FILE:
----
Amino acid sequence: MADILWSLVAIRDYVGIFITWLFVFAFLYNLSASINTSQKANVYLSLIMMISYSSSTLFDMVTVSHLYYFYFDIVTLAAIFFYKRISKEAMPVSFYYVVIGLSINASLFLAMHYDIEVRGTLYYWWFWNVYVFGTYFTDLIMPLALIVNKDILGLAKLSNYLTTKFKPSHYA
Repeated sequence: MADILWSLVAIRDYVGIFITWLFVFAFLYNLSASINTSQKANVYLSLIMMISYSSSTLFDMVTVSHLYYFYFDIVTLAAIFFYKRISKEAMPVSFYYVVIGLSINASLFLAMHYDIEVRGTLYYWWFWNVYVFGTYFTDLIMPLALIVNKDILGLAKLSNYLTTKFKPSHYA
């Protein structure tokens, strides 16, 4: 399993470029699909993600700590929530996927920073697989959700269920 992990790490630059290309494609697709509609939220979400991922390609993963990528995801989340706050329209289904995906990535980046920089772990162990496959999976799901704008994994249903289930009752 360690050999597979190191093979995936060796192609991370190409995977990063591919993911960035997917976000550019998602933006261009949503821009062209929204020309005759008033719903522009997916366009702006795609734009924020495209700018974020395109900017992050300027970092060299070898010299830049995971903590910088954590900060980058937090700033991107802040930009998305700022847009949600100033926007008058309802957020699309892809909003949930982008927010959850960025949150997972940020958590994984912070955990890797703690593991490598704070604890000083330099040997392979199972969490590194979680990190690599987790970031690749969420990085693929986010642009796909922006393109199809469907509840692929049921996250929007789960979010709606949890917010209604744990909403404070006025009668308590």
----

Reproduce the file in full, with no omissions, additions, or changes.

Amino acid sequence: MADILWSLVAIRDYVGIFITWLFVFAFLYNLSASINTSQKANVYLSLIMMISYSSSTLFDMVTVSHLYYFYFDIVTLAAIFFYKRISKEAMPVSFYYVVIGLSINASLFLAMHYDIEVRGTLYYWWFWNVYVFGTYFTDLIMPLALIVNKDILGLAKLSNYLTTKFKPSHYA
Repeated sequence: MADILWSLVAIRDYVGIFITWLFVFAFLYNLSASINTSQKANVYLSLIMMISYSSSTLFDMVTVSHLYYFYFDIVTLAAIFFYKRISKEAMPVSFYYVVIGLSINASLFLAMHYDIEVRGTLYYWWFWNVYVFGTYFTDLIMPLALIVNKDILGLAKLSNYLTTKFKPSHYA
């Protein structure tokens, strides 16, 4: 399993470029699909993600700590929530996927920073697989959700269920 992990790490630059290309494609697709509609939220979400991922390609993963990528995801989340706050329209289904995906990535980046920089772990162990496959999976799901704008994994249903289930009752 360690050999597979190191093979995936060796192609991370190409995977990063591919993911960035997917976000550019998602933006261009949503821009062209929204020309005759008033719903522009997916366009702006795609734009924020495209700018974020395109900017992050300027970092060299070898010299830049995971903590910088954590900060980058937090700033991107802040930009998305700022847009949600100033926007008058309802957020699309892809909003949930982008927010959850960025949150997972940020958590994984912070955990890797703690593991490598704070604890000083330099040997392979199972969490590194979680990190690599987790970031690749969420990085693929986010642009796909922006393109199809469907509840692929049921996250929007789960979010709606949890917010209604744990909403404070006025009668308590």